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News and information from UC Cooperative Extension about alfalfa and forage production.
Tractor & Hay bales
by Jim Anderson
on May 21, 2014 at 9:18 PM
He will be missed. He did leave a great legacy and many learned colleagues...his wisdom will be valued and used for many years in the farms of this nation. I know for sure in ours.
by Tom Griffiths (the younger)
on June 1, 2014 at 7:32 AM
Larry was my second cousin and we were not close. I attended his wedding in Davis years ago and I still remember his humor and joy on that occasion. Our family has a dedication to science and engineering. Pursuits that allow a pursuit of pure knowledge and also allow a concrete application should you choose. From this write up it looks like Larry achieved both and more. He was able to teach and pass his passion for his work on to others, and what is better than that.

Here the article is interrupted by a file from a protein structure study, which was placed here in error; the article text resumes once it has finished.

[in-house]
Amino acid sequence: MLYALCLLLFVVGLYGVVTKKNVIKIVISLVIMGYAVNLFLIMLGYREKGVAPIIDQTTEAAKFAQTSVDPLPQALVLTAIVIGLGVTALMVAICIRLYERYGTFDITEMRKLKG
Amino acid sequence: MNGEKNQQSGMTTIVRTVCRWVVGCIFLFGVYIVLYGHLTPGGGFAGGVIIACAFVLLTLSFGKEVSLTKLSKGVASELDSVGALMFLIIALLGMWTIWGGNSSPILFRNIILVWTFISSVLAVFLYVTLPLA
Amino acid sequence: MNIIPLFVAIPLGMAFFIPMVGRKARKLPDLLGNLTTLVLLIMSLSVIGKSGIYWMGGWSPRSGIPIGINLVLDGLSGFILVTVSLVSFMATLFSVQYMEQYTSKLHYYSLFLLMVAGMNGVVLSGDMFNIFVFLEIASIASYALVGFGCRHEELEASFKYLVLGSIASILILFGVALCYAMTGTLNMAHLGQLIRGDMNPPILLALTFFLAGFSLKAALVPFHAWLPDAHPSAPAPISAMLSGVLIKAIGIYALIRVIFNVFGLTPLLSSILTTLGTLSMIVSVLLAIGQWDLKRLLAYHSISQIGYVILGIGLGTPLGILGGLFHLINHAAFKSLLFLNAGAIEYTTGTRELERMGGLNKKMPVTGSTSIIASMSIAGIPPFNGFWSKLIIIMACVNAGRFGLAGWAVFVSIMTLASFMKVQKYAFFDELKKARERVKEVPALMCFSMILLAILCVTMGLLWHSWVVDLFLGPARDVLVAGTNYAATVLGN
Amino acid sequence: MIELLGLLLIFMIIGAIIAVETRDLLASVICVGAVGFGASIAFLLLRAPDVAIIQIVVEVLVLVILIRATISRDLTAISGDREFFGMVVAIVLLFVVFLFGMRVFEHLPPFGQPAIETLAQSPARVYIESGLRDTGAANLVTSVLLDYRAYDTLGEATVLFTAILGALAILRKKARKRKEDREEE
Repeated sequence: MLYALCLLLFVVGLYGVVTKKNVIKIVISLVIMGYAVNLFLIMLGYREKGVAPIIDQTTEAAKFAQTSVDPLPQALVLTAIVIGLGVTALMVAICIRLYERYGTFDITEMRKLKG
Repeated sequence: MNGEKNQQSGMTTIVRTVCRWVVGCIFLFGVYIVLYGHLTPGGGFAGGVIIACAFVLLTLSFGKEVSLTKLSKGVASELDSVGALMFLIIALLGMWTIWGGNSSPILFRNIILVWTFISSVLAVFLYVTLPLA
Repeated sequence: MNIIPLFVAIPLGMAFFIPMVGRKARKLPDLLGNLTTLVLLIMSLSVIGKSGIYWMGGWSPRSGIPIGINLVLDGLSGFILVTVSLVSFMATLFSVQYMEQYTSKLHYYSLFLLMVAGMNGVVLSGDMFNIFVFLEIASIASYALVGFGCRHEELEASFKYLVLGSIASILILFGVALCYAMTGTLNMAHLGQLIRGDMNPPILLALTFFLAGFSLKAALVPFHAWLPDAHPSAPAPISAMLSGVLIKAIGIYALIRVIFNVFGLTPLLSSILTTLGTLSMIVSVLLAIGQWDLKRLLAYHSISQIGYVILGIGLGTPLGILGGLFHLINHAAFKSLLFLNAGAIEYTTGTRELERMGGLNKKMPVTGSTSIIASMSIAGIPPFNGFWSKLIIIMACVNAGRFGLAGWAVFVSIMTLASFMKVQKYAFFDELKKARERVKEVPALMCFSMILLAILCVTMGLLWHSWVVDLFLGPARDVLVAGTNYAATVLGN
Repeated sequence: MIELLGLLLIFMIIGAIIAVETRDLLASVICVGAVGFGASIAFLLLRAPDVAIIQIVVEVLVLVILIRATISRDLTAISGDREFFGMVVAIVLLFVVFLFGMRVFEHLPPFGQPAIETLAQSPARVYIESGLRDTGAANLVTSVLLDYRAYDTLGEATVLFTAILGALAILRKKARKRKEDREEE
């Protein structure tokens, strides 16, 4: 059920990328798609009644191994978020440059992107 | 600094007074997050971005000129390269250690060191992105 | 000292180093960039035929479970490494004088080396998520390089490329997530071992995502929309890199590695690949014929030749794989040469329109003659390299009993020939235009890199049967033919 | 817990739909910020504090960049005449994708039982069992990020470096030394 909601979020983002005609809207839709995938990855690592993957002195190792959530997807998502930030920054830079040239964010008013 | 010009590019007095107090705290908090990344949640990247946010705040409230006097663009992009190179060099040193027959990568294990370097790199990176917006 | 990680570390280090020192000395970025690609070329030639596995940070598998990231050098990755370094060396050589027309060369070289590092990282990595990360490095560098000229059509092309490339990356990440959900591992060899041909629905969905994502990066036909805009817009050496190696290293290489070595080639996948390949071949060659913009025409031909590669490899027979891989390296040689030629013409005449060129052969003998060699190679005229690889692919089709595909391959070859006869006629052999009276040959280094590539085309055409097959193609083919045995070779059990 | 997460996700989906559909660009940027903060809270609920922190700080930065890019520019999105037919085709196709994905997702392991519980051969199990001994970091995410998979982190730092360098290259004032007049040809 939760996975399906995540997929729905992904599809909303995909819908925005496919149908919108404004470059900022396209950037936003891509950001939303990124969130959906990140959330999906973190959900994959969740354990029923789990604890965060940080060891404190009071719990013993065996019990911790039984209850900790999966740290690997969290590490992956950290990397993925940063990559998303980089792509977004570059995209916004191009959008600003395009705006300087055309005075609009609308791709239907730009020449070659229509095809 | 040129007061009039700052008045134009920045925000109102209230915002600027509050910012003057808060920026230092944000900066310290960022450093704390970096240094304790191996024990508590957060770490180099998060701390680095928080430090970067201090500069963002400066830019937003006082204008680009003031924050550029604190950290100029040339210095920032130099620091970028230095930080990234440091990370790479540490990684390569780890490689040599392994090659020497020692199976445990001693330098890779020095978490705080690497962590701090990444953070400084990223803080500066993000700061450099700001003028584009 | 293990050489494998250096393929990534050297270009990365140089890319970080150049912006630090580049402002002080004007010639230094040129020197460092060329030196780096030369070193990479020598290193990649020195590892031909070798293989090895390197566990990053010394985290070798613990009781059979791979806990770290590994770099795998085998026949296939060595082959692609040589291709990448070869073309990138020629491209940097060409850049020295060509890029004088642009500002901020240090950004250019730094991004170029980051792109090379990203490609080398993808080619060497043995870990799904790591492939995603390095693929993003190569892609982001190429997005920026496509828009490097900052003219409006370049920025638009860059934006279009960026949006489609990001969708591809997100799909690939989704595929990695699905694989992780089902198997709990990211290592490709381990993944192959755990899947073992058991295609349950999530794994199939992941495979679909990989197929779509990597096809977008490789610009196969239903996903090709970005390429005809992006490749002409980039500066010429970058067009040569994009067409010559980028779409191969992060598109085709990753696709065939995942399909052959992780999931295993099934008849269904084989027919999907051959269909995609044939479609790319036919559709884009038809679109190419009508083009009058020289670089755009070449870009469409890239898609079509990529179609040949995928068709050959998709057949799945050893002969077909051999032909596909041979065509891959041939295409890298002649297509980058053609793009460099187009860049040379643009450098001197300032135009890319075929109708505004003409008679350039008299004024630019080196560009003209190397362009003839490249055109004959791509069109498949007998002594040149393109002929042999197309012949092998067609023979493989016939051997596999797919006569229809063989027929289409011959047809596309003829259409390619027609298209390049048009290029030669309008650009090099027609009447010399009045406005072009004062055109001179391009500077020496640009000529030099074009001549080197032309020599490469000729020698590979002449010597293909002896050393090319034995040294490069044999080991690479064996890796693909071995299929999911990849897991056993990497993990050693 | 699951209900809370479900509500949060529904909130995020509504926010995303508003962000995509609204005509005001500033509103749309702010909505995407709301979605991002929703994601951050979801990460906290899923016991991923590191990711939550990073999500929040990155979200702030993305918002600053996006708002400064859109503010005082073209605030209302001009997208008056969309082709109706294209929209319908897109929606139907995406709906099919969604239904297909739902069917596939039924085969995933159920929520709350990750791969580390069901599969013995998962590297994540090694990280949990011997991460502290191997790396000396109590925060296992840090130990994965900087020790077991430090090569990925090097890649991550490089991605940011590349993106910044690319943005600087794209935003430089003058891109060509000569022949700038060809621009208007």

by Daniel H Putnam
on June 6, 2014 at 11:35 AM
To friends of Larry Teuber:  
A Celebration of Life Service for Larry Teuber will be held on June 19th at 4 pm. At the University Covenant Church in Davis (315 Mace Blvd., Davis, CA 95618).  
In lieu of flowers, Larry asked that donations be made to the “Larry Teuber Seed Research Program” (checks payable to the California Wild Rice Advisory Board, 4125 Temescal St., Ste F, Fair Oaks, CA 95628) or to a memorial set up at Youth With a Mission’s University of the Nations (Check payable to University of the Nations - Kona Foundation [UNKF], with a separate memo indicating it is for the “Larry Teuber Memorial Fund”, 75-5851 Kuakini Hwy #256, Kailua-Kona, HI 96740).